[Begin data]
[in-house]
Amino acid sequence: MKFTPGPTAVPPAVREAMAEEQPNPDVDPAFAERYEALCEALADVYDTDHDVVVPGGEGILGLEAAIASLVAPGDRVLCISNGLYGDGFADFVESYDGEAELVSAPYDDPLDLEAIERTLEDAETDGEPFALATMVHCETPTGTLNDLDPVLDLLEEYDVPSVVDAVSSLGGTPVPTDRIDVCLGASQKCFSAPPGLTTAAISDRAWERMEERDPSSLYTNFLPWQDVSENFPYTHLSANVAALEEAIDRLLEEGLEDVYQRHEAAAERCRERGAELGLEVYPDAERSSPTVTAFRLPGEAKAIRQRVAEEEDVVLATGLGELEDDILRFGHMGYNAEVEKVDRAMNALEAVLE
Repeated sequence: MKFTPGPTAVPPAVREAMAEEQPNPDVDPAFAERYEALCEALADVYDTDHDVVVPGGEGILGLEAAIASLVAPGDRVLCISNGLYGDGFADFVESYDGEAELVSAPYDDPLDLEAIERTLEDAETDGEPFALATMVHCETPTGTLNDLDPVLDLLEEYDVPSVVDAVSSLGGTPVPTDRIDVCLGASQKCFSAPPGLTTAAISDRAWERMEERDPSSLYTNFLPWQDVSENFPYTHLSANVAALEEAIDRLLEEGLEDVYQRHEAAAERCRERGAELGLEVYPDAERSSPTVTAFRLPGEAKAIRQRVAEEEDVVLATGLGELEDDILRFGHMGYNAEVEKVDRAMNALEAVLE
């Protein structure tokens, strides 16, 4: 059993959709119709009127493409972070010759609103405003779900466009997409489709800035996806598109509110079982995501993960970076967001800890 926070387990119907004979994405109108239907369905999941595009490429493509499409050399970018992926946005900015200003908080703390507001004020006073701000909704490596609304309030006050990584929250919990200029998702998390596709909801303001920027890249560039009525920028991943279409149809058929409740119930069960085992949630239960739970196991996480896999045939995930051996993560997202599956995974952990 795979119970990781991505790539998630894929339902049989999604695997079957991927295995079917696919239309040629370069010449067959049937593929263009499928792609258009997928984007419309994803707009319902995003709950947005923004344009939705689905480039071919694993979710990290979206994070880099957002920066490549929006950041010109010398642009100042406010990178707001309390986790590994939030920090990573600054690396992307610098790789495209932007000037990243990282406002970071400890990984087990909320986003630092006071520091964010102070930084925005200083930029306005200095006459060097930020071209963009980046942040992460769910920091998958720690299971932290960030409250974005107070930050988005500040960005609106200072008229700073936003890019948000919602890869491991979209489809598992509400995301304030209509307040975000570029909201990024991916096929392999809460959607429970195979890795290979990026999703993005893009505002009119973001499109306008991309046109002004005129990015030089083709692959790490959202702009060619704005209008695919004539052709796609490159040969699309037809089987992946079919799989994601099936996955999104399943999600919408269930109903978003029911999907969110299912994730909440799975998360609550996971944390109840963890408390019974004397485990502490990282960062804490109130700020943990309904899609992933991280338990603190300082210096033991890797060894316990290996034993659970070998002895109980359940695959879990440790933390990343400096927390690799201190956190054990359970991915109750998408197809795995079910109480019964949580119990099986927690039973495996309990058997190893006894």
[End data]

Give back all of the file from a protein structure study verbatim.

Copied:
[in-house]
Amino acid sequence: MKFTPGPTAVPPAVREAMAEEQPNPDVDPAFAERYEALCEALADVYDTDHDVVVPGGEGILGLEAAIASLVAPGDRVLCISNGLYGDGFADFVESYDGEAELVSAPYDDPLDLEAIERTLEDAETDGEPFALATMVHCETPTGTLNDLDPVLDLLEEYDVPSVVDAVSSLGGTPVPTDRIDVCLGASQKCFSAPPGLTTAAISDRAWERMEERDPSSLYTNFLPWQDVSENFPYTHLSANVAALEEAIDRLLEEGLEDVYQRHEAAAERCRERGAELGLEVYPDAERSSPTVTAFRLPGEAKAIRQRVAEEEDVVLATGLGELEDDILRFGHMGYNAEVEKVDRAMNALEAVLE
Repeated sequence: MKFTPGPTAVPPAVREAMAEEQPNPDVDPAFAERYEALCEALADVYDTDHDVVVPGGEGILGLEAAIASLVAPGDRVLCISNGLYGDGFADFVESYDGEAELVSAPYDDPLDLEAIERTLEDAETDGEPFALATMVHCETPTGTLNDLDPVLDLLEEYDVPSVVDAVSSLGGTPVPTDRIDVCLGASQKCFSAPPGLTTAAISDRAWERMEERDPSSLYTNFLPWQDVSENFPYTHLSANVAALEEAIDRLLEEGLEDVYQRHEAAAERCRERGAELGLEVYPDAERSSPTVTAFRLPGEAKAIRQRVAEEEDVVLATGLGELEDDILRFGHMGYNAEVEKVDRAMNALEAVLE
């Protein structure tokens, strides 16, 4: 059993959709119709009127493409972070010759609103405003779900466009997409489709800035996806598109509110079982995501993960970076967001800890 926070387990119907004979994405109108239907369905999941595009490429493509499409050399970018992926946005900015200003908080703390507001004020006073701000909704490596609304309030006050990584929250919990200029998702998390596709909801303001920027890249560039009525920028991943279409149809058929409740119930069960085992949630239960739970196991996480896999045939995930051996993560997202599956995974952990 795979119970990781991505790539998630894929339902049989999604695997079957991927295995079917696919239309040629370069010449067959049937593929263009499928792609258009997928984007419309994803707009319902995003709950947005923004344009939705689905480039071919694993979710990290979206994070880099957002920066490549929006950041010109010398642009100042406010990178707001309390986790590994939030920090990573600054690396992307610098790789495209932007000037990243990282406002970071400890990984087990909320986003630092006071520091964010102070930084925005200083930029306005200095006459060097930020071209963009980046942040992460769910920091998958720690299971932290960030409250974005107070930050988005500040960005609106200072008229700073936003890019948000919602890869491991979209489809598992509400995301304030209509307040975000570029909201990024991916096929392999809460959607429970195979890795290979990026999703993005893009505002009119973001499109306008991309046109002004005129990015030089083709692959790490959202702009060619704005209008695919004539052709796609490159040969699309037809089987992946079919799989994601099936996955999104399943999600919408269930109903978003029911999907969110299912994730909440799975998360609550996971944390109840963890408390019974004397485990502490990282960062804490109130700020943990309904899609992933991280338990603190300082210096033991890797060894316990290996034993659970070998002895109980359940695959879990440790933390990343400096927390690799201190956190054990359970991915109750998408197809795995079910109480019964949580119990099986927690039973495996309990058997190893006894």